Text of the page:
Critically in the case of COVID-19, it is common for the parties to give specific examples of what would amount to a force majeure event, such as earthquakes, tsunamis, hurricanes, sometimes extending to political events such as war. These lists may be exhaustive or non-exhaustive. Epidemics may be included, but this has to date been relatively rare. Some clauses may include a list of events that do not constitute force majeure. If an epidemic is not included within an itemised list of force majeure events, it may nevertheless fall within a generic sentence sometimes included, along the lines of “any other events or circumstances beyond the reasonable control of the parties.” The governing law of the contract may also affect whether requirements outside those expressly detailed may be taken into account in determining whether an event triggering reliance on a force majeure provision has occurred.
Again of direct relevance to the current crisis is the fact that some clauses specifically exclude government measures taken in response to a particular event: here, it will be important for businesses carefully to analyse whether the event that they or their counterparty are seeking to rely on is the virus itself, or a government measure taken in response to it. Under English law, the force majeure event must also be the primary cause of the inability to perform. If an additional cause prevented performance, the force majeure clause cannot be relied upon (Classic Maritime Inc. v (1) Limbungan Makmur SDN BHD and (2) Lion Diversified Holdings BHD  EWCA Civ 1102).
If a party is able to prove that COVID-19 falls within its particular contractual definition, it would typically then be able to excuse its performance, usually with consequences provided for in the agreement. This may be time limited for the duration of the event, or even permit termination in particular circumstances. Again, the precise wording of the clause will be key.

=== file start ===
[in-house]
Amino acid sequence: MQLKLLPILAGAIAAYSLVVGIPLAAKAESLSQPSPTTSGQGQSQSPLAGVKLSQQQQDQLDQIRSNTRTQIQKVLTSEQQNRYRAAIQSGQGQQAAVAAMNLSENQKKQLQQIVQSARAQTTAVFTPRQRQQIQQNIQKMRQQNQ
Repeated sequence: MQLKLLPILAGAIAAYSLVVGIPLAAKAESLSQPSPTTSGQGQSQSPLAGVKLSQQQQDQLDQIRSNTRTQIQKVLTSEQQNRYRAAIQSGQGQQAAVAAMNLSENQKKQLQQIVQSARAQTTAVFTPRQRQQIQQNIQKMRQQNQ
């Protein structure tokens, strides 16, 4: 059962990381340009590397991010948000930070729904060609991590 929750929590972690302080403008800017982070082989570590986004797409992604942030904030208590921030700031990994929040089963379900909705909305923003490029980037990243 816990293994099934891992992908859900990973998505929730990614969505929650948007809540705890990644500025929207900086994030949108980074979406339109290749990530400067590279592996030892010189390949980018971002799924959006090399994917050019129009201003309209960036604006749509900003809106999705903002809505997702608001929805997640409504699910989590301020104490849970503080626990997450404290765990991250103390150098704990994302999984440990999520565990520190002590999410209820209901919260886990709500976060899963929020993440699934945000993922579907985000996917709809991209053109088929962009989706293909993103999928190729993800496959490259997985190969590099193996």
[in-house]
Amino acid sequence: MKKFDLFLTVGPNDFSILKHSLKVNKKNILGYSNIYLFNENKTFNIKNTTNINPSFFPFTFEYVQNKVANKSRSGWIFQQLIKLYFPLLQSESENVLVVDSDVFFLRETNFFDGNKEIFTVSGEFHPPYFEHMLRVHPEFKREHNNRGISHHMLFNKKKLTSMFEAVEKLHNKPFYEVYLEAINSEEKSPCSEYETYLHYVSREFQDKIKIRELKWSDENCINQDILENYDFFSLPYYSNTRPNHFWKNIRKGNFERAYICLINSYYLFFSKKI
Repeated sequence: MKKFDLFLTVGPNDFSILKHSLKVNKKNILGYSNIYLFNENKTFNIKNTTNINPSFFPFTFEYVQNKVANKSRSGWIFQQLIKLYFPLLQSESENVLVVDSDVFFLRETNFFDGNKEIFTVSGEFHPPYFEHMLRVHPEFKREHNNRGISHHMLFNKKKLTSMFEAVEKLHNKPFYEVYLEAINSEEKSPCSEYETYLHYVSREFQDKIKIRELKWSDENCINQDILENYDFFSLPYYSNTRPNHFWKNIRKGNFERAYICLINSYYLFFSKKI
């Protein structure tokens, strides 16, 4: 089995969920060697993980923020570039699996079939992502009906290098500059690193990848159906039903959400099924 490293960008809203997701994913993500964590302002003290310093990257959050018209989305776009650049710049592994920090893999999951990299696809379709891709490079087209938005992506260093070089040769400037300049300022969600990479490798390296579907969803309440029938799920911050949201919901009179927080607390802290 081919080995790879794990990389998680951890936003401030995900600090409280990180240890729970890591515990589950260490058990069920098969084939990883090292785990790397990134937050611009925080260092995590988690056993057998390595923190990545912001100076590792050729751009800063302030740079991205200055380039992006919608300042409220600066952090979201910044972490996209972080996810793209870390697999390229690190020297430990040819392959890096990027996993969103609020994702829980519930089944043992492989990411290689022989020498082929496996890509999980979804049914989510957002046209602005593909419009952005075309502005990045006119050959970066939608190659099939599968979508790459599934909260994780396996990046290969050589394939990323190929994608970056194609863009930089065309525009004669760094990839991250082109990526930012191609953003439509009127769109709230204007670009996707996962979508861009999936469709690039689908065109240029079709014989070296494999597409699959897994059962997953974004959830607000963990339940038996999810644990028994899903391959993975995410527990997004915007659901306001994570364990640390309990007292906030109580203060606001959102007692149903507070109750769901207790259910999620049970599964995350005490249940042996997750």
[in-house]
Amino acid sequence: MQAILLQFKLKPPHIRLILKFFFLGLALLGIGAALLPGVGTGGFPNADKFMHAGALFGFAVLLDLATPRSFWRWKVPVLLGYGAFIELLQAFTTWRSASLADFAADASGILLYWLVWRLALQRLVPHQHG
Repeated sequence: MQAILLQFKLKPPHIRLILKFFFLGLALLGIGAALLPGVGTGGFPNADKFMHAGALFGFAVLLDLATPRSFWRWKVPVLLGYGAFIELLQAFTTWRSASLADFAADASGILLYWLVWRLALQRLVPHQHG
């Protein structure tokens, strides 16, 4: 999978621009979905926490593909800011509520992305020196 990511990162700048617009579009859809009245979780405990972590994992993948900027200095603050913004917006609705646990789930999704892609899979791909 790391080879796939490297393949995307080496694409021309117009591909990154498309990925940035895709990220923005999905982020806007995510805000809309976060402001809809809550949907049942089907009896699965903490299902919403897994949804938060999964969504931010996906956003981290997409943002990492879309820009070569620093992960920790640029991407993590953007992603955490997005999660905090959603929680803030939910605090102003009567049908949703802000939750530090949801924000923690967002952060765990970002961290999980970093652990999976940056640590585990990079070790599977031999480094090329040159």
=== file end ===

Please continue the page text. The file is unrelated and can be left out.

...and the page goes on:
Mitigation of risk
As is clear from the above, relying on a force majeure clause is a significant step which requires careful legal analysis. Under English law, force majeure provisions are interpreted strictly with no doctrine excusing performance applying outside of the contractual framework. Getting it wrong could be costly, with parties having done so erroneously facing allegations of anticipatory breach, leading to the aggrieved party claiming damages or even to terminate the contract.
Any legal advice sought should include a careful analysis of both the nature of the event relied upon as force majeure (is it the coronavirus itself or a government measure taken in response to it?) and whether that event falls within the contractual framework relied upon. It will be for the party seeking to rely on the clause to prove that it does. If legal advice is positive, then it must form part of an urgent overall strategic and commercial review of the consequences of triggering the clause (both legally and commercially), an analysis of whether contractual performance can be achieved by alternative means and how counterparties might react. Force majeure clauses can be specifically worded as to the effect of invoking the clause, including as to whether the contract as a whole is discharged or only a particular obligation and as to how long a suspension of obligations remains in effect if the agreement does not come to an end. Sometimes, the parties may be required to renegotiate or amend the agreement to take account of the altered circumstances but ensure the commercial relationship survives. Generally, communication with counterparties and open discussions as to how risk can be mitigated and performance achieved is the preferred starting point, but this may not always be realistic. Any communications should be entered into with the benefit of legal advice and a clear strategic overview.
Notification and Disclosure
If taking account of the above and with the benefit of legal advice a force majeure clause is triggered, close attention should be paid to any notification procedures in the immediate contract as well as any related or financing agreements where disclosures may be required. Many financial agreements include representations or covenants requiring notice of material litigation or events or losses outside the normal course of business. An interruption of business may constitute an event of default under certain agreements or impact financial or other covenants.
Failure to provide notice or give disclosure on a timely basis in accordance with the relevant contracts may lead to arguments that the force majeure defence has been waived or have other negative consequences.